Discussion:
How do I make a Shugart 390 drive do 40 tracks?
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retrogear
2017-08-26 19:27:56 UTC
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I have two MicroSci 5.25 drives which are Shugart 390 mechanisms. They look like identical drives except one will format out to 40 tracks but the other stops after 35. Was there a modification to make 40 track work? Seems like I remember that from 30 years ago but lost in the brain fog of time ...

Larry G
retrogear
2017-08-26 21:11:41 UTC
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Figured it out. The metal cam follower is different thicknesses between the two drives so a change in manufacturing. I suppose a dremel tool could be used but not doing that on mine. I think the metal pieces could be exchanged between drives.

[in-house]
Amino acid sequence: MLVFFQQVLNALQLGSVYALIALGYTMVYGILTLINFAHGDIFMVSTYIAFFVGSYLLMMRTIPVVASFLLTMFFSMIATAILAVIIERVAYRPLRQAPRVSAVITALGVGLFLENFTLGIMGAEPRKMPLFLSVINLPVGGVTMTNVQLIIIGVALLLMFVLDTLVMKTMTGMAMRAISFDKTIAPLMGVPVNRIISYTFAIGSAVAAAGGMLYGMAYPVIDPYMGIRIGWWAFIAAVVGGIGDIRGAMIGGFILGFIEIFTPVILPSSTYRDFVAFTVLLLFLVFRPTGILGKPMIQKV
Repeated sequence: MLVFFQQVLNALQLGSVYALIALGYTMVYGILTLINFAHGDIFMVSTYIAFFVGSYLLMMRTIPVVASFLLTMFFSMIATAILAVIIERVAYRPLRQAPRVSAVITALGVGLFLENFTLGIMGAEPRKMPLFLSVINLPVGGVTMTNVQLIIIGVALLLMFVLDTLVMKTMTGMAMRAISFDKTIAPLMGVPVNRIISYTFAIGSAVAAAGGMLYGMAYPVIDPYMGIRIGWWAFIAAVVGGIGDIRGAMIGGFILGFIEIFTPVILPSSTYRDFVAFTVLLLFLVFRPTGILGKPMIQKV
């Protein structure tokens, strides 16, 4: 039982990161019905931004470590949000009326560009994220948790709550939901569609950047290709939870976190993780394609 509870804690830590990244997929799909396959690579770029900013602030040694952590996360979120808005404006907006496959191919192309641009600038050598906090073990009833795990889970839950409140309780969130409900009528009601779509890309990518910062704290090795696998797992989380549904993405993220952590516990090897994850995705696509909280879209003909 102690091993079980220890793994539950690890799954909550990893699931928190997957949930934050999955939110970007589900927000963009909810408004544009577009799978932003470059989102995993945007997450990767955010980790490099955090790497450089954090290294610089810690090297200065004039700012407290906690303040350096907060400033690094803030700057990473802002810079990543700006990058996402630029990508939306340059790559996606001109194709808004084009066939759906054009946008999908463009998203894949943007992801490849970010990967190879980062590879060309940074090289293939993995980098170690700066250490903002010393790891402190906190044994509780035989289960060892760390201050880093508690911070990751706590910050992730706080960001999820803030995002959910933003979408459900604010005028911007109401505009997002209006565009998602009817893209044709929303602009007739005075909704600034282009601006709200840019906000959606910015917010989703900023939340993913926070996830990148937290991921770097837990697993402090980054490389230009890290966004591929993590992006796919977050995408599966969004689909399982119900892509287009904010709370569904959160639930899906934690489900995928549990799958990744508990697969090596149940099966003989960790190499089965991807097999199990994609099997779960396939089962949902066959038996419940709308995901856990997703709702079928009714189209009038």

Larry G
Mark D. Overholser
2017-08-28 23:37:03 UTC
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Post by retrogear
Figured it out. The metal cam follower is different thicknesses between the two drives so a change in manufacturing. I suppose a dremel tool could be used but not doing that on mine. I think the metal pieces could be exchanged between drives.
Larry G
That would mean that "new" Followers could be Machined and Older SA390's
could be Retrofitted...

I will need to pull out my Three SA-390s and check them.. I'll bet that
my Oldest One is limited to 35 Tracks....


MarkO
Mark D. Overholser
2017-08-29 14:22:07 UTC
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On Mon, Aug 28, 2017 at 6:37 PM, Mark D. Overholser